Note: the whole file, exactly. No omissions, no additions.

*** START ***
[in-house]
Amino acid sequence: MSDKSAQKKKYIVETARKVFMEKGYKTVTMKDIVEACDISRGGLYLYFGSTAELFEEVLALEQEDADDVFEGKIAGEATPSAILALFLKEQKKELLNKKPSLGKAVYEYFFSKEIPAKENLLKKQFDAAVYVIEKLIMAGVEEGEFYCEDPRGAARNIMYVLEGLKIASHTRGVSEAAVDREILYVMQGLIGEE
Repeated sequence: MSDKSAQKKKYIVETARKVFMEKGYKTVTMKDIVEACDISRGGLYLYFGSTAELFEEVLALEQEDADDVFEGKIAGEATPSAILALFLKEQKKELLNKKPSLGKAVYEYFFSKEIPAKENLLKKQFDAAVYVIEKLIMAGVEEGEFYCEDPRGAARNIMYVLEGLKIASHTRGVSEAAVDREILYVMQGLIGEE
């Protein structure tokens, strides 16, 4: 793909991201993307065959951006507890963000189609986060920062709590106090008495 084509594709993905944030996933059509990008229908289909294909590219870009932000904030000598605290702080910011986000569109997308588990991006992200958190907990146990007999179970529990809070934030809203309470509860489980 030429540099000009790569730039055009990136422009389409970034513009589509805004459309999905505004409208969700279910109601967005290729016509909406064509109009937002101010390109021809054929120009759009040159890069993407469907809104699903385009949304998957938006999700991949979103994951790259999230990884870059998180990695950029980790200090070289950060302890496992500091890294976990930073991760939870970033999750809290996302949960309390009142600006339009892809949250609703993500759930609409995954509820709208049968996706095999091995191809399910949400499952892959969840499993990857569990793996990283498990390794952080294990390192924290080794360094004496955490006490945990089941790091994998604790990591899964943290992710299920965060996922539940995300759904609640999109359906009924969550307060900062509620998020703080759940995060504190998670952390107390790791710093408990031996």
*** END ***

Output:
[in-house]
Amino acid sequence: MSDKSAQKKKYIVETARKVFMEKGYKTVTMKDIVEACDISRGGLYLYFGSTAELFEEVLALEQEDADDVFEGKIAGEATPSAILALFLKEQKKELLNKKPSLGKAVYEYFFSKEIPAKENLLKKQFDAAVYVIEKLIMAGVEEGEFYCEDPRGAARNIMYVLEGLKIASHTRGVSEAAVDREILYVMQGLIGEE
Repeated sequence: MSDKSAQKKKYIVETARKVFMEKGYKTVTMKDIVEACDISRGGLYLYFGSTAELFEEVLALEQEDADDVFEGKIAGEATPSAILALFLKEQKKELLNKKPSLGKAVYEYFFSKEIPAKENLLKKQFDAAVYVIEKLIMAGVEEGEFYCEDPRGAARNIMYVLEGLKIASHTRGVSEAAVDREILYVMQGLIGEE
């Protein structure tokens, strides 16, 4: 793909991201993307065959951006507890963000189609986060920062709590106090008495 084509594709993905944030996933059509990008229908289909294909590219870009932000904030000598605290702080910011986000569109997308588990991006992200958190907990146990007999179970529990809070934030809203309470509860489980 030429540099000009790569730039055009990136422009389409970034513009589509805004459309999905505004409208969700279910109601967005290729016509909406064509109009937002101010390109021809054929120009759009040159890069993407469907809104699903385009949304998957938006999700991949979103994951790259999230990884870059998180990695950029980790200090070289950060302890496992500091890294976990930073991760939870970033999750809290996302949960309390009142600006339009892809949250609703993500759930609409995954509820709208049968996706095999091995191809399910949400499952892959969840499993990857569990793996990283498990390794952080294990390192924290080794360094004496955490006490945990089941790091994998604790990591899964943290992710299920965060996922539940995300759904609640999109359906009924969550307060900062509620998020703080759940995060504190998670952390107390790791710093408990031996």